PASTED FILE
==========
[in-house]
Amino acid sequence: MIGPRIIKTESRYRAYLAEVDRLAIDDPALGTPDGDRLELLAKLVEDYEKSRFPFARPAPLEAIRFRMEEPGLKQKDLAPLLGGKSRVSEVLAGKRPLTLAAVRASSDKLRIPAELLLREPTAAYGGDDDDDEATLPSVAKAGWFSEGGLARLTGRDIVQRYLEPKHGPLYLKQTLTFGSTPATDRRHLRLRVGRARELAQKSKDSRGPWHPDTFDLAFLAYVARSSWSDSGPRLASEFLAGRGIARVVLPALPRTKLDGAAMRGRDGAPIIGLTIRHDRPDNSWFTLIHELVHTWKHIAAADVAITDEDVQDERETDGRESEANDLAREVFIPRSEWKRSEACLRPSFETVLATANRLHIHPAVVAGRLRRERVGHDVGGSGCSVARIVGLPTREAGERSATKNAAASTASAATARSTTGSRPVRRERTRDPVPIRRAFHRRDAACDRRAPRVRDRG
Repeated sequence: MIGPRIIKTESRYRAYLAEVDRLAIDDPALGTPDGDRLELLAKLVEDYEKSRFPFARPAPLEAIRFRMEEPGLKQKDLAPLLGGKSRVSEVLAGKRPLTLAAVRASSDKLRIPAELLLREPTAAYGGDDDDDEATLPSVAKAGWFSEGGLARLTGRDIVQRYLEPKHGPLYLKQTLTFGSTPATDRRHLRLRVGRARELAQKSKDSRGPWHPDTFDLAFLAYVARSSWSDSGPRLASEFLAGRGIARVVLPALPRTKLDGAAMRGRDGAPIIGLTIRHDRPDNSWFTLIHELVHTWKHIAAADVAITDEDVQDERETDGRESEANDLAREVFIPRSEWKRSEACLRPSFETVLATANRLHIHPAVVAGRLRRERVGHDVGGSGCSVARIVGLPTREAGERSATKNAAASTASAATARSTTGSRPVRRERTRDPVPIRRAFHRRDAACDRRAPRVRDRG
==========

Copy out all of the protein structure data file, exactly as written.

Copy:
[in-house]
Amino acid sequence: MIGPRIIKTESRYRAYLAEVDRLAIDDPALGTPDGDRLELLAKLVEDYEKSRFPFARPAPLEAIRFRMEEPGLKQKDLAPLLGGKSRVSEVLAGKRPLTLAAVRASSDKLRIPAELLLREPTAAYGGDDDDDEATLPSVAKAGWFSEGGLARLTGRDIVQRYLEPKHGPLYLKQTLTFGSTPATDRRHLRLRVGRARELAQKSKDSRGPWHPDTFDLAFLAYVARSSWSDSGPRLASEFLAGRGIARVVLPALPRTKLDGAAMRGRDGAPIIGLTIRHDRPDNSWFTLIHELVHTWKHIAAADVAITDEDVQDERETDGRESEANDLAREVFIPRSEWKRSEACLRPSFETVLATANRLHIHPAVVAGRLRRERVGHDVGGSGCSVARIVGLPTREAGERSATKNAAASTASAATARSTTGSRPVRRERTRDPVPIRRAFHRRDAACDRRAPRVRDRG
Repeated sequence: MIGPRIIKTESRYRAYLAEVDRLAIDDPALGTPDGDRLELLAKLVEDYEKSRFPFARPAPLEAIRFRMEEPGLKQKDLAPLLGGKSRVSEVLAGKRPLTLAAVRASSDKLRIPAELLLREPTAAYGGDDDDDEATLPSVAKAGWFSEGGLARLTGRDIVQRYLEPKHGPLYLKQTLTFGSTPATDRRHLRLRVGRARELAQKSKDSRGPWHPDTFDLAFLAYVARSSWSDSGPRLASEFLAGRGIARVVLPALPRTKLDGAAMRGRDGAPIIGLTIRHDRPDNSWFTLIHELVHTWKHIAAADVAITDEDVQDERETDGRESEANDLAREVFIPRSEWKRSEACLRPSFETVLATANRLHIHPAVVAGRLRRERVGHDVGGSGCSVARIVGLPTREAGERSATKNAAASTASAATARSTTGSRPVRRERTRDPVPIRRAFHRRDAACDRRAPRVRDRG